In 1964 just days before Hoover testified in the earliest stages of the Warren Commission hearings on the Kennedy Assassination, President Johnson waived the then-mandatory U.S. Government Service retirement age of 70, allowing Hoover to remain FBI director “for an indefinite period of time,” according to Ackerman.
In the book, “Lyndon B. Johnson: A Memoir” by George Reedy, the author describes in a meeting someone suggested the retirement of J. Edgar Hoover. LBJ said, “I’d rather have him inside the tent pissin’ out than outside the tent pissin’ in.”
When LBJ assumed the presidency, Reedy goes on to describe how Hoover’s direct link to the White House was re-established.
Johnson’s official relationship with Hoover was enhanced by personal friendship as well. “As majority leader of the Senate, Johnson already had been receiving a steady stream of reports and dossiers from Hoover which he prized as a means of controlling difficult senators,” writes author Reedy.
In an interview, historic society landmark researcher Daniel Lang explained how Johnson and Hoover were professionally, socially and physically connected long before LBJ became president and King’s involvement in the civil rights campaign.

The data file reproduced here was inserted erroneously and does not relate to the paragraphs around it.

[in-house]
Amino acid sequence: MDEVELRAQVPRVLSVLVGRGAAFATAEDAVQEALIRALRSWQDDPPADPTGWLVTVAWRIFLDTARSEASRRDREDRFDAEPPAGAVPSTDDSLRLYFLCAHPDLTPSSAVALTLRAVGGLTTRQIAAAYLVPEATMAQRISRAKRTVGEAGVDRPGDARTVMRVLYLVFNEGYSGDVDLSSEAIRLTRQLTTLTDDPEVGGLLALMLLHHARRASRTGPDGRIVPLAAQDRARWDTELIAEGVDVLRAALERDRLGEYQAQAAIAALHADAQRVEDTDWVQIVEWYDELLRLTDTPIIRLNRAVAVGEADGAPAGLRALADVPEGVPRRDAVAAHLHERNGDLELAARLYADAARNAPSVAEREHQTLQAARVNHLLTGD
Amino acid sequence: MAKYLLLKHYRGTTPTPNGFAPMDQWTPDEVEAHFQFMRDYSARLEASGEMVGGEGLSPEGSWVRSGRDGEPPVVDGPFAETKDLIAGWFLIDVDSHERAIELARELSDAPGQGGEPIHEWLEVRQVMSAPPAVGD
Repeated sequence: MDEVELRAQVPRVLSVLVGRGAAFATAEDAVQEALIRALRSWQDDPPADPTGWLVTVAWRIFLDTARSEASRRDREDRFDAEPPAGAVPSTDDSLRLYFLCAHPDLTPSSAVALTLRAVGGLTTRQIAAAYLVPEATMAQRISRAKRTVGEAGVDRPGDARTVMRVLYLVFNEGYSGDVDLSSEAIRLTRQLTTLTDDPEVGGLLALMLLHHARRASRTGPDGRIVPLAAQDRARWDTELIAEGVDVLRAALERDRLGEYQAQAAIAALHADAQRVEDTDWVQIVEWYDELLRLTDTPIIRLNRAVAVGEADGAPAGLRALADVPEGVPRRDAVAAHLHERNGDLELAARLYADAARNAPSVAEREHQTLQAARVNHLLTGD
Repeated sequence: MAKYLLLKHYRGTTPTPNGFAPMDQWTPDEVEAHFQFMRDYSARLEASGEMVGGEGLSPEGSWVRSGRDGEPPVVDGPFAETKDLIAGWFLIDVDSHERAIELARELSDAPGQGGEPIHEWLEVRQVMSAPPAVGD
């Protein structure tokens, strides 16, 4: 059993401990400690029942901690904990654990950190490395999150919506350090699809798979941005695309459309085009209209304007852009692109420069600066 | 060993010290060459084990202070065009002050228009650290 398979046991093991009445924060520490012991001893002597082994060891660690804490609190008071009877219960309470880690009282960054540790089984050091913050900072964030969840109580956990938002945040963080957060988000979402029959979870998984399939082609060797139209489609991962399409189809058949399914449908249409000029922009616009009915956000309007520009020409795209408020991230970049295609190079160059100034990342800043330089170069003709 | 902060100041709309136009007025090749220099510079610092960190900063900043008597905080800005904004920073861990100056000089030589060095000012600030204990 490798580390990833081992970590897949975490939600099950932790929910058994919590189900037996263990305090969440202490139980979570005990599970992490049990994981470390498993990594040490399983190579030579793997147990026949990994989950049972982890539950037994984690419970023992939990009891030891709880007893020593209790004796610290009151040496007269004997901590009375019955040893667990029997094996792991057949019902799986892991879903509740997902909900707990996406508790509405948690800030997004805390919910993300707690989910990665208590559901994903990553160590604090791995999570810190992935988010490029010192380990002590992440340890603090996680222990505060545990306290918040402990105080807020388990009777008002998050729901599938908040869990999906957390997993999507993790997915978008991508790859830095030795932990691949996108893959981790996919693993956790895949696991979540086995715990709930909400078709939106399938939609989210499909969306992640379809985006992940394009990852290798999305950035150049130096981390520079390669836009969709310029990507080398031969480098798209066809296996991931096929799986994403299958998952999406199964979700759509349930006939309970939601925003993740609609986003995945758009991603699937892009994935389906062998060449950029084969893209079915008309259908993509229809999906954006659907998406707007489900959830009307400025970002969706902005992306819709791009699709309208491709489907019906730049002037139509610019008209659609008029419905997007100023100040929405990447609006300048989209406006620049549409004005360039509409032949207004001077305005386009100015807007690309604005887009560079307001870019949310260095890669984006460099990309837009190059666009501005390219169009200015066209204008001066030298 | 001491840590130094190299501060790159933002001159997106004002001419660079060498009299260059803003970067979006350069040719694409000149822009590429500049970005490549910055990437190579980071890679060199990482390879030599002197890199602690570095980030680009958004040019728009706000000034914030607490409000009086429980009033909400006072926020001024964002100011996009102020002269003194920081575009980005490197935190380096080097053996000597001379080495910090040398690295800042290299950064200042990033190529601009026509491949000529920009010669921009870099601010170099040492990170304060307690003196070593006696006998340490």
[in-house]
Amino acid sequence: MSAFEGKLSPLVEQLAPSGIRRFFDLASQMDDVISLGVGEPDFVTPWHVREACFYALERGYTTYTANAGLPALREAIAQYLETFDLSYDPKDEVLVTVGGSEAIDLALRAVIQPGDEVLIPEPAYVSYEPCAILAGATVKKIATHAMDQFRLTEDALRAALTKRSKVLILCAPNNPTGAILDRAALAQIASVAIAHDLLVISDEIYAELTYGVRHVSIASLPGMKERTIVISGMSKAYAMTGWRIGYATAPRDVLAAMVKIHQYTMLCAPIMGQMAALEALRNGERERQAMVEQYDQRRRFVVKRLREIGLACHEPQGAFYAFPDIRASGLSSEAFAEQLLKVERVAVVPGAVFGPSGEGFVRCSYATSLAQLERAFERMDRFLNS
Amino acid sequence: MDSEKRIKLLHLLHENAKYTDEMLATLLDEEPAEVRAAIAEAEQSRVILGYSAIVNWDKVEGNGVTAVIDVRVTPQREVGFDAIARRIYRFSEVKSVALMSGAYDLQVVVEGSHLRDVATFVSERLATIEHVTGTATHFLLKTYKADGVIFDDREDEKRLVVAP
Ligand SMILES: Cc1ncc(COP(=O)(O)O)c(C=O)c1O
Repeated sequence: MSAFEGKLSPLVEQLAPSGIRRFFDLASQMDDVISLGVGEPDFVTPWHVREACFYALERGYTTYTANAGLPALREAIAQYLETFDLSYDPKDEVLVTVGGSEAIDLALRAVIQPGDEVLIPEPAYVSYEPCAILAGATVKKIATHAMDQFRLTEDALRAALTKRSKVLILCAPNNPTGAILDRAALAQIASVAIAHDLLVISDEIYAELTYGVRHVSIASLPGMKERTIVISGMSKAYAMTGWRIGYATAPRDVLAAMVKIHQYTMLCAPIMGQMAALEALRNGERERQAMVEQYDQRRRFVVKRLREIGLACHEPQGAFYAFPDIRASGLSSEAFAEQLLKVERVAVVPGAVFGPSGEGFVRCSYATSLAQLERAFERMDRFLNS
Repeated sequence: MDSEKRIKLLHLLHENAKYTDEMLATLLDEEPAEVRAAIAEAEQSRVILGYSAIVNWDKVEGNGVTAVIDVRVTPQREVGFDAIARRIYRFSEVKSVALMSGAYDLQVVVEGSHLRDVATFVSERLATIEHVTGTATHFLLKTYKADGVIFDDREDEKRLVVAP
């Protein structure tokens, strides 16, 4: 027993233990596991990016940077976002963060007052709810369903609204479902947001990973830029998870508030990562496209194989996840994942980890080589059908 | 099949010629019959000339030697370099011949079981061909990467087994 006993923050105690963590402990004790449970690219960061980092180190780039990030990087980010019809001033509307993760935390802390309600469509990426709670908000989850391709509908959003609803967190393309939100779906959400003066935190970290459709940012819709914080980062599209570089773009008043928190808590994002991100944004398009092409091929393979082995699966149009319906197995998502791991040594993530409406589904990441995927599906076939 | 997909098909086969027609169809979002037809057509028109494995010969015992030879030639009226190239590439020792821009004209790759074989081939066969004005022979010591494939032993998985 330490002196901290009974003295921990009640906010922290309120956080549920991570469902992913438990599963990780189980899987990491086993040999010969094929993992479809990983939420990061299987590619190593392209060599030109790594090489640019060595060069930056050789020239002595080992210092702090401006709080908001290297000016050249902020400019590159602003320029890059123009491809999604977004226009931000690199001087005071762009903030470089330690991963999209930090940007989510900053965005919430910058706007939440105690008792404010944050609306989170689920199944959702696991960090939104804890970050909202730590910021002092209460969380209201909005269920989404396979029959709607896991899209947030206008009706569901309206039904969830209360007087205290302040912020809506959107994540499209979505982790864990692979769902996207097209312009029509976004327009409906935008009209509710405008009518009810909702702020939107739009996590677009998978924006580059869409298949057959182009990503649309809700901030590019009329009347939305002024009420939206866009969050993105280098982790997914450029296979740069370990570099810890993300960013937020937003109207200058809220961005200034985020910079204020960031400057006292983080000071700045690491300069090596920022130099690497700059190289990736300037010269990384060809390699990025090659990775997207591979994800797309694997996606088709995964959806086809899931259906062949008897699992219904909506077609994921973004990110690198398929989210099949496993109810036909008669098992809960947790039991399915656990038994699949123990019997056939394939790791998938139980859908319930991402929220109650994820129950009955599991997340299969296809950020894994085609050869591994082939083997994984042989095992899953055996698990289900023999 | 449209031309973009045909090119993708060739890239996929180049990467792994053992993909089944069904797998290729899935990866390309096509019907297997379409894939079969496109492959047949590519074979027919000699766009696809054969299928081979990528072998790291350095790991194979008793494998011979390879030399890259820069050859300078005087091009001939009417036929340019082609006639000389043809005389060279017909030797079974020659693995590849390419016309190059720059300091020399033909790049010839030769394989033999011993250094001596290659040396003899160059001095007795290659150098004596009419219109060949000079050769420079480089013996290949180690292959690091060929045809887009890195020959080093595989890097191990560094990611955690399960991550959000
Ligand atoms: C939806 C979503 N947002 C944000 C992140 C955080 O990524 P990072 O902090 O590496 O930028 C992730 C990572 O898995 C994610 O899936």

“Lyndon Johnson and his neighbor, FBI Director Hoover lived 171 feet apart for 18 years, from 1943-1961, in what can be best described as a quiet, exclusive neighborhood in Northwest Washington D.C.,” Lang continued.
“The Johnsons lived in a brick colonial at 4921 30th Place NW, Washington, D.C. Hoover lived across the street. Hoover used to walk his dog often with Johnson, it was known that Hoover had a paranoia about individuals harming his dogs and only close associates were allowed near the animals. Hoover was also a frequent guest for Sunday brunch at the Johnson home along with other politico bachelors such as Sen. Richard Russell of Georgia (LBJ’s mentor in the Senate) and House Speaker Sam Rayburn (LBJ’s mentor in the House for many years who helped him strong arm the vice president spot from Kennedy at the 1960 Democratic convention),” added Lang.